Speech, Language & Communication
This term describes difficulties across one or many aspects of communication including:
- Problems producing speech sounds accurately
- Voice problems
- Problems understanding language (making sense of what people say; understanding written text)
- Problems interacting with others (difficulties understanding non-verbal rules of good communication or using language in different ways to questions, clarify or describe things)
School Support for Speech, Language & Communication
The school works with NHS Speech and Language Therapy Services when advice and plans are needed for pupils who have specific needs in this area.
The majority of the school’s intervention focuses on the last two bullet points in the above list. This is because problems like weak spelling and vocabulary would fall into these categories. In the majority of cases, pupils will improve spelling and vocabulary if they engage with a structured programme which helps to close gaps in these areas.
Lexia (spelling and reading programme)
Targeted pupils will be added to this programme after an initial screening test. If your child is placed on this programme, it does not necessarily mean that there is a speech and language need; it does mean that your child may have gaps in spelling/phonological knowledge which this programme will address. Pupil progress is tracked over a period of time and impact is measured.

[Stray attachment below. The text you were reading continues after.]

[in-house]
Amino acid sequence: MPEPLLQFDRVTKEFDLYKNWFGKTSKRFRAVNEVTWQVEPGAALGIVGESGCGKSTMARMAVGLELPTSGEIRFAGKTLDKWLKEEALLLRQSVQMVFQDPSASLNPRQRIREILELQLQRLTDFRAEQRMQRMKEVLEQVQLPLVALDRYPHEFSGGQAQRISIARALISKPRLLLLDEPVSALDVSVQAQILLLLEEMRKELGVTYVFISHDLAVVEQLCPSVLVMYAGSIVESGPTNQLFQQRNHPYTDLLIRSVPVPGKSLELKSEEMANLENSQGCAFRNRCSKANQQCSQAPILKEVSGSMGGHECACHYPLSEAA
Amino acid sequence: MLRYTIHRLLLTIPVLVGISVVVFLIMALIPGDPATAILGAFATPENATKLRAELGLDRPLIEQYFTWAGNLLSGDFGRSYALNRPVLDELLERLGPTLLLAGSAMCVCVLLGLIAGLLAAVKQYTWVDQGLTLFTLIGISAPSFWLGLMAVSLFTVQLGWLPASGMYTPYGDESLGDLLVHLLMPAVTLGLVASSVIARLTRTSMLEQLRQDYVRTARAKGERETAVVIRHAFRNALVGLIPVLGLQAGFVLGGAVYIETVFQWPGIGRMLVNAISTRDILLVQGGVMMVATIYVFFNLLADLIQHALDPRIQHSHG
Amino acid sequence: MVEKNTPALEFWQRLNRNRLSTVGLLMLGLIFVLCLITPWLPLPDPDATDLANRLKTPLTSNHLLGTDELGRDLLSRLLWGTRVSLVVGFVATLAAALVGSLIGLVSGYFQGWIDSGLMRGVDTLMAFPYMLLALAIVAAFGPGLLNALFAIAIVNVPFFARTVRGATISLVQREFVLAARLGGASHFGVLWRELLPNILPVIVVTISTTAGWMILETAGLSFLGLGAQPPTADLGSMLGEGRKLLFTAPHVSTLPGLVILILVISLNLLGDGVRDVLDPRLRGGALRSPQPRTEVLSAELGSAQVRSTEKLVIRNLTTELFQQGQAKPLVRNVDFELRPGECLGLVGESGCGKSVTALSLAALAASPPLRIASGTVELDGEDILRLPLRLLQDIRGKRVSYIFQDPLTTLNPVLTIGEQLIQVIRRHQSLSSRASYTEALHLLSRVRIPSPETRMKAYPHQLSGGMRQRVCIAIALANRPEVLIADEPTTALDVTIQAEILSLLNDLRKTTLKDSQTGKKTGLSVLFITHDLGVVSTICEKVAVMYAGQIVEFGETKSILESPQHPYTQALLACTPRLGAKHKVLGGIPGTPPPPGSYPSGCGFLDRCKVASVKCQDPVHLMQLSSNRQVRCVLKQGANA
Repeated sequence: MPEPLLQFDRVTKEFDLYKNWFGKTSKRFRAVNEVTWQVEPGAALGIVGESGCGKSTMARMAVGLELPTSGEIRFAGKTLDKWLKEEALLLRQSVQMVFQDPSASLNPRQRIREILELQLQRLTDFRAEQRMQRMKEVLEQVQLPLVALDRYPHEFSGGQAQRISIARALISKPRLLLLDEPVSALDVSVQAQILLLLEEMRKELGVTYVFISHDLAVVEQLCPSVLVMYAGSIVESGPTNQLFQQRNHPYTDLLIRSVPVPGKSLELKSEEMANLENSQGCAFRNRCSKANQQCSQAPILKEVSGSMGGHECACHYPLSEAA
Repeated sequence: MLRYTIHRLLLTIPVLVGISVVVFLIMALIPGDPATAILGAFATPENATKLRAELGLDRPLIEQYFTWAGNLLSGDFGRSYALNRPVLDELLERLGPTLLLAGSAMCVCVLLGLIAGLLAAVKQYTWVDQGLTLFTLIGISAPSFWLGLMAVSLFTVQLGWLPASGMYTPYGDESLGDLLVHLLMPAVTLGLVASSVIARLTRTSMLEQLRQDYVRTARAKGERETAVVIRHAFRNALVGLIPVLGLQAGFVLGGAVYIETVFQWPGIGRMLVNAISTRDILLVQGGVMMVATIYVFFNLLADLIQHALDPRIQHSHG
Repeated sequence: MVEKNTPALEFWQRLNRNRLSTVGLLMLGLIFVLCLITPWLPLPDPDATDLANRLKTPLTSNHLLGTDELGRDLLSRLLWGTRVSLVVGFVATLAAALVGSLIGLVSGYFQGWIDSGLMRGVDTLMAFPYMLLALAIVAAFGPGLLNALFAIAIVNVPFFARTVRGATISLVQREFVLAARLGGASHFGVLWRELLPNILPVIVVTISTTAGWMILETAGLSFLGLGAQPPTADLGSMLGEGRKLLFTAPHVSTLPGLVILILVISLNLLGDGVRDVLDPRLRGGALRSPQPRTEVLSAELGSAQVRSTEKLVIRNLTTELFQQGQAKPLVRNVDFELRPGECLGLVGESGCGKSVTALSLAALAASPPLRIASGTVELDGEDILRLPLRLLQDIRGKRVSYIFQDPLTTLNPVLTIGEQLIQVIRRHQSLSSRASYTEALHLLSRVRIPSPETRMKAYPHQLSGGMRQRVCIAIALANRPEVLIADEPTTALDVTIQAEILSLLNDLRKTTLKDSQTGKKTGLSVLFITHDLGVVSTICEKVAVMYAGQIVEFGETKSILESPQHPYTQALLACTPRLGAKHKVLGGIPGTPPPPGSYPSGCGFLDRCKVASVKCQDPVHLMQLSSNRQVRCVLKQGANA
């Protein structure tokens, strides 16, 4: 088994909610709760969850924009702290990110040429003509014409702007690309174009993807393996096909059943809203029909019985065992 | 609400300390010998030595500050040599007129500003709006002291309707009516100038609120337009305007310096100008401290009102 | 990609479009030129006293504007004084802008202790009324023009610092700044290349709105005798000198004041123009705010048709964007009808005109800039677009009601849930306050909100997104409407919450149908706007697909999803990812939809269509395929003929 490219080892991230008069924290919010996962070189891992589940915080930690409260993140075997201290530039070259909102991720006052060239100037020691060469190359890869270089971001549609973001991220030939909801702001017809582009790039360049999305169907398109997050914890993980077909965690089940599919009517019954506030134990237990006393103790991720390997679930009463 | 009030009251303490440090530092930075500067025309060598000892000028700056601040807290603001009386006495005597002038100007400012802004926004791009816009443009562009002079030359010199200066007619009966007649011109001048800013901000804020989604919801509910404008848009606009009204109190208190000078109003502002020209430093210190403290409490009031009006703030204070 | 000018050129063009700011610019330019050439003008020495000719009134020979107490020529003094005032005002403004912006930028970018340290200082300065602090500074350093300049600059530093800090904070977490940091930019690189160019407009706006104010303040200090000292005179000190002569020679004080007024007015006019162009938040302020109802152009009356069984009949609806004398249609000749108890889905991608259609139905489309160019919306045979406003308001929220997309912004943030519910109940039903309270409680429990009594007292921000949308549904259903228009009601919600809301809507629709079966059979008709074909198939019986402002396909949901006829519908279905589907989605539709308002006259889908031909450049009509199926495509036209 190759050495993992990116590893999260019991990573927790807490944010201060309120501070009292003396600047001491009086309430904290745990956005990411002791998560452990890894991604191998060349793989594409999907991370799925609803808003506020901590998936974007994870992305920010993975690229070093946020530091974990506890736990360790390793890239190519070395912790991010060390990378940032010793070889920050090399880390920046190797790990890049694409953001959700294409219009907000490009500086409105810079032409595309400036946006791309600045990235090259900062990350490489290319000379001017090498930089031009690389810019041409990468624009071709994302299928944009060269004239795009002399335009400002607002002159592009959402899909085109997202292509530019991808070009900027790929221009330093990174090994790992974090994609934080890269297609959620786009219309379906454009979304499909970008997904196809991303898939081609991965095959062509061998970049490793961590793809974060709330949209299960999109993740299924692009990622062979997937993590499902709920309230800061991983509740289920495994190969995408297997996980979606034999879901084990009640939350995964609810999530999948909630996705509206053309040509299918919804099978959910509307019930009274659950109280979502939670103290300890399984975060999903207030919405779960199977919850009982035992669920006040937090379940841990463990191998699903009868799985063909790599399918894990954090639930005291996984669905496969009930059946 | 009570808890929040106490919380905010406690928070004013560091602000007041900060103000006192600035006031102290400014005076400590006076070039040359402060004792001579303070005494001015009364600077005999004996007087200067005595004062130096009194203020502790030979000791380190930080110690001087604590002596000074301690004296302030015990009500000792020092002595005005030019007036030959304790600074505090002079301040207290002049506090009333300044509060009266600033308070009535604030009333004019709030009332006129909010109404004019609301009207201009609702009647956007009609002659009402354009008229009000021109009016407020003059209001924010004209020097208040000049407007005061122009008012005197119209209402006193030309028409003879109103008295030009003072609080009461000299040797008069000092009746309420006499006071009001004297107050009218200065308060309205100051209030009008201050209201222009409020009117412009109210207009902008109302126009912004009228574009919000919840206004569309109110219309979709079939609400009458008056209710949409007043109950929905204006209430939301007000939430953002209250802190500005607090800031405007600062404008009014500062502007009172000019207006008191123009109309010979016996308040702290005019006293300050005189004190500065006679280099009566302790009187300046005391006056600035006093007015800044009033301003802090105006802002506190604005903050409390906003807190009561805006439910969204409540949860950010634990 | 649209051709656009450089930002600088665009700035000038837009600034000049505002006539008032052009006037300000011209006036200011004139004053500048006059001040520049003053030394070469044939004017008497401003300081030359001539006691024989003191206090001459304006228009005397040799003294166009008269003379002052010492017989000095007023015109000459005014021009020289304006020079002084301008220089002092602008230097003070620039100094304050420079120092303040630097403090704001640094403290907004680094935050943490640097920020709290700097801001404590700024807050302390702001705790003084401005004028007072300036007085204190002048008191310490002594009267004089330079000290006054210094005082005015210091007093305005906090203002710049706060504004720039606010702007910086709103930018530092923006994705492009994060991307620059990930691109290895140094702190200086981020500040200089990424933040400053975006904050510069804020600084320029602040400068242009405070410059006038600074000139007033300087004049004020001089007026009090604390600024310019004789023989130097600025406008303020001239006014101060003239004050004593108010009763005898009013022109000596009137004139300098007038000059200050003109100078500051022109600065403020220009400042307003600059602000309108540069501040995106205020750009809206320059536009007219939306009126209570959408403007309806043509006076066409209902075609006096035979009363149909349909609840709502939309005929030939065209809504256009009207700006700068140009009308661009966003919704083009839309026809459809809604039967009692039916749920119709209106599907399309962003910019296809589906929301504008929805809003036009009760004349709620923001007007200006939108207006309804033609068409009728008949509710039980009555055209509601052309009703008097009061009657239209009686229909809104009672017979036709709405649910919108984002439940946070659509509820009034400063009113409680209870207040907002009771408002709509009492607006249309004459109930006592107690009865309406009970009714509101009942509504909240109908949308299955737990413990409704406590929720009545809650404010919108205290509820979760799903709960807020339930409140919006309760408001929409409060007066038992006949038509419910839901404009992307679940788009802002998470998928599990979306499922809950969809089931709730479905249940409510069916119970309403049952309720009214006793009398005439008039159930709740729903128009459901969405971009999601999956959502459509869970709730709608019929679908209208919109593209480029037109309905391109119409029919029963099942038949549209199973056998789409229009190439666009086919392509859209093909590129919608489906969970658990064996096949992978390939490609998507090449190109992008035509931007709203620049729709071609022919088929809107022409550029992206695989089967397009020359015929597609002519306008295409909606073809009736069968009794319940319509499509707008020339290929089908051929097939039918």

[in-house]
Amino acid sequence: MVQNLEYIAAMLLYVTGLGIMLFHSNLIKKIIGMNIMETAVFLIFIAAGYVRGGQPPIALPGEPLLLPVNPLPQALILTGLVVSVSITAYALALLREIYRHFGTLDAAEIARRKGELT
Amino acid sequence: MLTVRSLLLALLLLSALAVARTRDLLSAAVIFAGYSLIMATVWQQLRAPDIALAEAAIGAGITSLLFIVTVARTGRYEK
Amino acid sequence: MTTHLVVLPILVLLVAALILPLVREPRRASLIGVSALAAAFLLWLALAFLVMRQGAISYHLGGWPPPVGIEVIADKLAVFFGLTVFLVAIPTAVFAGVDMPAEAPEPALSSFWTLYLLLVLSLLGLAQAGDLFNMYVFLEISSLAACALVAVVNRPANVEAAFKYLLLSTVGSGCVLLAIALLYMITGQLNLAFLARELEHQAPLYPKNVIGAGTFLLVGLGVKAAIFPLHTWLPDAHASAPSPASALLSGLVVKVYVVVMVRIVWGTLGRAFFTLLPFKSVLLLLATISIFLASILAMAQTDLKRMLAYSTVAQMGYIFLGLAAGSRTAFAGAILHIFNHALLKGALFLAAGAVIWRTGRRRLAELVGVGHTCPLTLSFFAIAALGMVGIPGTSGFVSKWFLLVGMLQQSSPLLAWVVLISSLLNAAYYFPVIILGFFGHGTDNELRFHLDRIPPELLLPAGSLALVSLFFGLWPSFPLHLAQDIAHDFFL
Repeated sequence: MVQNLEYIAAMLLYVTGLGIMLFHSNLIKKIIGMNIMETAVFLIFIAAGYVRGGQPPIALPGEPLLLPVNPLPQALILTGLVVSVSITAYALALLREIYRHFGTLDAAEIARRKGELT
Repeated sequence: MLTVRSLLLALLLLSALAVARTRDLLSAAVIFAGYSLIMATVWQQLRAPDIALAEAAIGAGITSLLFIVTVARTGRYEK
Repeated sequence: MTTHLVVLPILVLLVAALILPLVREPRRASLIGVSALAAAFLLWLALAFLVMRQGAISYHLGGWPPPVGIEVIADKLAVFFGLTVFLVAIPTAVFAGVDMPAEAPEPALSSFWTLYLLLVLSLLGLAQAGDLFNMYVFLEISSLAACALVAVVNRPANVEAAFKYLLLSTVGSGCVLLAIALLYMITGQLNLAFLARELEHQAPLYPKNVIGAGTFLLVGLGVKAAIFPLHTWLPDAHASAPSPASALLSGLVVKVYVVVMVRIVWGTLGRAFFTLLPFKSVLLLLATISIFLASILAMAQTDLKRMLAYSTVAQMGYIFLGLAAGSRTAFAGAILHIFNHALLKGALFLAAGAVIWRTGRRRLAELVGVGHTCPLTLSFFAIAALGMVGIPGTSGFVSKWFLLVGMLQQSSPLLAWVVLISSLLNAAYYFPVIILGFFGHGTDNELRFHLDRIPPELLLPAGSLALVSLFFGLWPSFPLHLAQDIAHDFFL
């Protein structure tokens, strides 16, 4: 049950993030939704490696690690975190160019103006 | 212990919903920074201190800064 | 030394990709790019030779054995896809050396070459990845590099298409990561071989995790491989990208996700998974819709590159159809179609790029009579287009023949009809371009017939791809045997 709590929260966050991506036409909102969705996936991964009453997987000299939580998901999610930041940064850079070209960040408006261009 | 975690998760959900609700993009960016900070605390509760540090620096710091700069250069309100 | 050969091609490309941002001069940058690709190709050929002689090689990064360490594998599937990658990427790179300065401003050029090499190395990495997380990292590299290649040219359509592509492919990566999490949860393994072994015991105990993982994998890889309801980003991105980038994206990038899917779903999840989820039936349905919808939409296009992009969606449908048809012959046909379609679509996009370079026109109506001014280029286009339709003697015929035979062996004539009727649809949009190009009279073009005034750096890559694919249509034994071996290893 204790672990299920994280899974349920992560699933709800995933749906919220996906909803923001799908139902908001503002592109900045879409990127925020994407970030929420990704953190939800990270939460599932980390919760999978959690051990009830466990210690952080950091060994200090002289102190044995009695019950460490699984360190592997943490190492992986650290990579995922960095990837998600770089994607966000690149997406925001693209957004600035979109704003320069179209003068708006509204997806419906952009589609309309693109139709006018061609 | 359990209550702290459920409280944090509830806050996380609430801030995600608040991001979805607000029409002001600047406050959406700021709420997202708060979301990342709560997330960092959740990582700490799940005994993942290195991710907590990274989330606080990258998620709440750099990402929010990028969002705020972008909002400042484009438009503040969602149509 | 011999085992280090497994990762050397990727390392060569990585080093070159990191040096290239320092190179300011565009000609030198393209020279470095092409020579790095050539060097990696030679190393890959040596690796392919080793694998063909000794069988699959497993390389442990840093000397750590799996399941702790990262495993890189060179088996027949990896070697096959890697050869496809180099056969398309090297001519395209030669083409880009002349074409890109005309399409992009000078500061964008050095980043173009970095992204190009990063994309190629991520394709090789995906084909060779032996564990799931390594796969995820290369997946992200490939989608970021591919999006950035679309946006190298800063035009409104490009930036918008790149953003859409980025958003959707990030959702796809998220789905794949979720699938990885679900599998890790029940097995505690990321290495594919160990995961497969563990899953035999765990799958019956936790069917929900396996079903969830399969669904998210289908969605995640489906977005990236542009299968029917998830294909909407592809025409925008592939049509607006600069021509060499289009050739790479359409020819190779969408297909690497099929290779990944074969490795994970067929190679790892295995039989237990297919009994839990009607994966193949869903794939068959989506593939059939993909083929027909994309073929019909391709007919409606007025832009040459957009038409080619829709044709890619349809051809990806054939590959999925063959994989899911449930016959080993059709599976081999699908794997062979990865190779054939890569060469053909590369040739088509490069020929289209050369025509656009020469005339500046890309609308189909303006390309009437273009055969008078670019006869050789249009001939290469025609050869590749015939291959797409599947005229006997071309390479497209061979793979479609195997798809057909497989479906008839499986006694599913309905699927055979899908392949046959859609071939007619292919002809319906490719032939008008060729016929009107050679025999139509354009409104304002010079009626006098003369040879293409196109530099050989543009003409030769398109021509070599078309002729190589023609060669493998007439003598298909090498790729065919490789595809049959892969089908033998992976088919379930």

Accelerated Reading (reading programme)
Every pupil in the school is placed on this programme and remains on it until they leave our school. However, some pupils are more carefully monitored because they have been identified as pupils who need to make accelerated progress to develop their language skills and close the gap between themselves and their peers. These pupils are tracked weekly in library sessions.
How Parents Can Help
Parental support can have huge impact in this area. Simple strategies like reading regularly with your child can sometimes be the only intervention needed from parents. It is always the first suggestion put forward by staff. Please refer to our page on Helping your Child with Literacy. Also, this list of Questions for parents when reading with their children will help to develop the comprehension skills which teachers are teaching in lessons. These questions can be used across all abilities, all age groups and with any book.
Tackling spelling at home can be difficult. Pupils have been in education for a while and have spent years copying lists of words yet are still not able to recall the spelling of these words in tests and written work. They are, understandably, not excited about the prospect of learning spelling. Creative Spelling Strategies might be more appealing while still providing much repetition.
Handwriting is another aspect of communication which poses a challenge. Issues with handwriting are often more about not taking enough care or rushing work. For these pupils, the whole class approach to handwriting will suffice.
Using Laptops in School
There is a small number of pupils who benefit from being able to use personal devices to record their written work. We work with parents to decide when this would be an appropriate step to take and generally this is only offered to our older pupils. If, however, your child does have specific needs or difficulties with handwriting, we suggest that your child starts to improve their touch typing skills from Year 5 onwards.
During ICT lessons, pupils use a program called https://www.typingclub.com/ but most free online typing programs would work too.